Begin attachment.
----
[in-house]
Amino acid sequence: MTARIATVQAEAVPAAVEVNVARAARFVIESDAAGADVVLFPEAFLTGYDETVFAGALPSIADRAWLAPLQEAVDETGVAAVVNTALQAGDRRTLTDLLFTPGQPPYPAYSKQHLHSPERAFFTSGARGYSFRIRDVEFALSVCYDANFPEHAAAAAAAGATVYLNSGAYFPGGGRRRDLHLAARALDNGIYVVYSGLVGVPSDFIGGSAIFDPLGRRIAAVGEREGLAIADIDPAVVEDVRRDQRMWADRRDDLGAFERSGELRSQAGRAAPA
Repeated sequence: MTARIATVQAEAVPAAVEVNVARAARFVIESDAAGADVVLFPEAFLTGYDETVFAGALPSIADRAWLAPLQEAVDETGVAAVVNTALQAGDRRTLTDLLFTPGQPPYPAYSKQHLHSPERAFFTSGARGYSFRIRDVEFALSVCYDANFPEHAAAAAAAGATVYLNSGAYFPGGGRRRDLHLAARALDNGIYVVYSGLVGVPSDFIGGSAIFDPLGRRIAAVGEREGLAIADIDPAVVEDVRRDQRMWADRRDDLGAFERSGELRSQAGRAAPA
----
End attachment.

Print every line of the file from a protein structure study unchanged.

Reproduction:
[in-house]
Amino acid sequence: MTARIATVQAEAVPAAVEVNVARAARFVIESDAAGADVVLFPEAFLTGYDETVFAGALPSIADRAWLAPLQEAVDETGVAAVVNTALQAGDRRTLTDLLFTPGQPPYPAYSKQHLHSPERAFFTSGARGYSFRIRDVEFALSVCYDANFPEHAAAAAAAGATVYLNSGAYFPGGGRRRDLHLAARALDNGIYVVYSGLVGVPSDFIGGSAIFDPLGRRIAAVGEREGLAIADIDPAVVEDVRRDQRMWADRRDDLGAFERSGELRSQAGRAAPA
Repeated sequence: MTARIATVQAEAVPAAVEVNVARAARFVIESDAAGADVVLFPEAFLTGYDETVFAGALPSIADRAWLAPLQEAVDETGVAAVVNTALQAGDRRTLTDLLFTPGQPPYPAYSKQHLHSPERAFFTSGARGYSFRIRDVEFALSVCYDANFPEHAAAAAAAGATVYLNSGAYFPGGGRRRDLHLAARALDNGIYVVYSGLVGVPSDFIGGSAIFDPLGRRIAAVGEREGLAIADIDPAVVEDVRRDQRMWADRRDDLGAFERSGELRSQAGRAAPA